YOUTHS from all walks of life are not taking a backseat in the fight against Covid-19. Many are stepping up to do their part to support the country’s efforts to vaccinate the population.
Despite the risk of being exposed to thousands of people every day, youngsters are continuing to serve the community tirelessly at vaccination centres (PPV) with the aim of helping the nation move a step closer to achieving herd immunity.
Among the unsung heroes is Persada Johor International Convention Centre PPV volunteer Muhammad Hariz Abu Bakar, 20, who decided to volunteer to lighten frontliners’ burden and help the country fight an invisible enemy.
“I recently finished my matriculation programme and am waiting to enter university. Since I have a lot of time to spare, I decided to apply to be a volunteer at the PPV in Johor Baru.
“Although we are not able to help our medical frontliners directly because we are not trained in the field, we can at least help in other ways.
“It is at times like this that society needs people who are willing to help,” he said, adding that he hoped more people would register for vaccination.
University student Calvin Dcroix Manicam, 19, spends his weekdays studying and attending online classes while volunteering at Persada PPV on weekends.
“I started volunteering during my semester break in June and spend my days at the PPV, almost daily, from morning to night.
“It is a great experience. I made a lot of new friends through volunteering,” he said.
Calvin said that although being a volunteer was initially exhausting, he had gotten used to it and had adapted well to the routine.
“I had initially planned to cease volunteering in early August as my semester break had come to an end.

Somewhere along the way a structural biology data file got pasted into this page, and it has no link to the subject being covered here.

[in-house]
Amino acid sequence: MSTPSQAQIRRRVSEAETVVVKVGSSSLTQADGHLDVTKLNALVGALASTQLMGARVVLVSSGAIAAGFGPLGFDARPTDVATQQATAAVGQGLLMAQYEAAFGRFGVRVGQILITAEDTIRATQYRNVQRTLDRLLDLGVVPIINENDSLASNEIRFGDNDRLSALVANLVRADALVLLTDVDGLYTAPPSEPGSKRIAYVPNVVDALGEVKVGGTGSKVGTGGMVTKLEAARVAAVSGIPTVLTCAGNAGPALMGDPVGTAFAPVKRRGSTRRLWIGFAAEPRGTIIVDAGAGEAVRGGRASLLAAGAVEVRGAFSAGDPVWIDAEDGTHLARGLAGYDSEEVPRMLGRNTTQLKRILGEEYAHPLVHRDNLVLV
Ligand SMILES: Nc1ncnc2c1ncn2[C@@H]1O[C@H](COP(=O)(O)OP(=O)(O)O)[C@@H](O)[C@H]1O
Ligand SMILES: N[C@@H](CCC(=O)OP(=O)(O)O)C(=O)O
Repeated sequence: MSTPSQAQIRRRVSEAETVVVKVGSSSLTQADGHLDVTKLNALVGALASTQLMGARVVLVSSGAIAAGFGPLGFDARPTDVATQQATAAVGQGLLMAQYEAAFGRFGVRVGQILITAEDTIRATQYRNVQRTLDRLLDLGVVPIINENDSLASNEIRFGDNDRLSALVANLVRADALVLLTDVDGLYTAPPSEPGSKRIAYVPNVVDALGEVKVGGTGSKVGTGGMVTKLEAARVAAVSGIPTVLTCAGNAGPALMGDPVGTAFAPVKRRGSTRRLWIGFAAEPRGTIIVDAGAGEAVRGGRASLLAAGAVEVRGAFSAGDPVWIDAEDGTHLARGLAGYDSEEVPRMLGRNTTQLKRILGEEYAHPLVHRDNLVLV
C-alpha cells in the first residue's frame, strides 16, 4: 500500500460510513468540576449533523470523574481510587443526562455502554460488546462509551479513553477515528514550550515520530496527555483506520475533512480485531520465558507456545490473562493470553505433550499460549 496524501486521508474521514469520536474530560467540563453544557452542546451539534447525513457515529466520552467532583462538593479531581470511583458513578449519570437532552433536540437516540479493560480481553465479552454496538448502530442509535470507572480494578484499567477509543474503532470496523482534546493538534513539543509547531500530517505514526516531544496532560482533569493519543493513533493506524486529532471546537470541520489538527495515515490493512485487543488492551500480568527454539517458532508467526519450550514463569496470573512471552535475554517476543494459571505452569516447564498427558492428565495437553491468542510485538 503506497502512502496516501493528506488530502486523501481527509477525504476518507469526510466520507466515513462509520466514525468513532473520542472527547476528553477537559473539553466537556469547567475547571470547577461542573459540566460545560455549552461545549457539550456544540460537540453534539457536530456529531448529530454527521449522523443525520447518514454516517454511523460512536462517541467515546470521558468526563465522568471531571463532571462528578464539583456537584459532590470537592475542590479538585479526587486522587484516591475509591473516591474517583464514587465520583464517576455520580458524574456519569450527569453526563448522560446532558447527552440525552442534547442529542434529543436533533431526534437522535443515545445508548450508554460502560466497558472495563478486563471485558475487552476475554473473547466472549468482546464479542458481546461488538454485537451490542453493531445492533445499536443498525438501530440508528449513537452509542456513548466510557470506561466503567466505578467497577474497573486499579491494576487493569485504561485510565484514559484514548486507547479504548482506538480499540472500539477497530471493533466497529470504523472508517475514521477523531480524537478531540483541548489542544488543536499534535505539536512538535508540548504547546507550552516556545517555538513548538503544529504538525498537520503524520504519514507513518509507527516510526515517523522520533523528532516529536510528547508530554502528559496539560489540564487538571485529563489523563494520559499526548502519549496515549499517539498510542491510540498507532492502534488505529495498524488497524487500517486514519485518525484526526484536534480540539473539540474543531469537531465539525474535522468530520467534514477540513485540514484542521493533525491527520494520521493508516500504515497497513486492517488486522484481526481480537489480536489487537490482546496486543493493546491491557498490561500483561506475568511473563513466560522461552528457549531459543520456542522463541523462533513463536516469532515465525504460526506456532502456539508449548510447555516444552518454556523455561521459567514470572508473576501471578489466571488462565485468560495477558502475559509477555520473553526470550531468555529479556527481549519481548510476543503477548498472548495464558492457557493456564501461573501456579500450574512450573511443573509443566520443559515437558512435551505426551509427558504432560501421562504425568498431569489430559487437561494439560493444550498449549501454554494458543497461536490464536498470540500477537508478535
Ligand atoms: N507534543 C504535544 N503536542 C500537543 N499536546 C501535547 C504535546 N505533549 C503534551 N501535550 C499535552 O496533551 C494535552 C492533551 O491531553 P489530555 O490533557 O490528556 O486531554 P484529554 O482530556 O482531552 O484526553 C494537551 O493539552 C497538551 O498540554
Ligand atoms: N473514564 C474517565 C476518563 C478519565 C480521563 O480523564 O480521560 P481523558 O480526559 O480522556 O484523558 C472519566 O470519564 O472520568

“But I later decided to continue helping out on weekends as there is a shortage of manpower at the PPV,” he said, adding that he was glad to be able to continue contributing to the country.
Former administration executive M. Navajothi, 29, was inspired by other Malaysians who went out of their way to help others in need during the pandemic.
“I saw many people donating food, clothes and other stuff to those struggling to cope with the pandemic.
“I was eager to do my part and thought of becoming a volunteer at the PPV,” she said.
Navajothi said that despite the challenges faced by volunteers, the understanding and appreciation from the public made it so much easier to serve them.
“I am touched by the simple and sweet gestures of fellow Malaysians who sometimes give us ‘thank you’ cards to show appreciation to us,” she said, adding that the volunteers were always prepared to help anyone who required assistance during their visit to the PPV.
College student Chin Wei Bin, 23, is glad that he decided to volunteer at the PPV as he has learned invaluable lessons.
“I volunteered because I wanted to challenge myself and try something new.
“I also wanted to contribute my time and effort to help the country get through such difficult times.
“It has been a very meaningful experience for me as not only do I get to meet new people, I also get to improve my communication skills as well as my leadership skills,” he said.
Freelance photographer Ainur Bahirah Ahmad Hafiz, 21, said that her experience as a volunteer allowed her to see the hardship that people were experiencing during the pandemic.
“My mother sent me a link to register as a volunteer and she encouraged me to sign up.
“Although we know that there are risks in volunteering at PPV because we will be exposed to thousands of people every day, we decided to face the risk so that we can help people.
“For me, it is not a stressful job. It is fulfilling as I know that it can help protect the people from Covid-19,” she said.
Flight attendant Tan Yong Yee, 22, who has more time on her hands due to a reduction in flights, has been volunteering since June.
“I started volunteering at the Austin International Convention Centre (AICC) PPV, which is under the Public-Private Partnership Covid-19 Industry Immunisation Programme in June.
“In July, I volunteered with DOC2US where I served at several mobile PPV to help vaccination efforts in the industrial sector.
“So far, I have been involved in the mobile PPV work in Johor Baru and Pontian,” she said.
Tan said that sometimes there were language barriers as some of the vaccine recipients were foreign workers, which was challenging but it was part of the whole experience of volunteering.
“They are also those who give us notes to express their appreciation to us as volunteers,” she said.
She added that she hoped the public would continue adhering to the standard operating procedure and register to be vaccinated.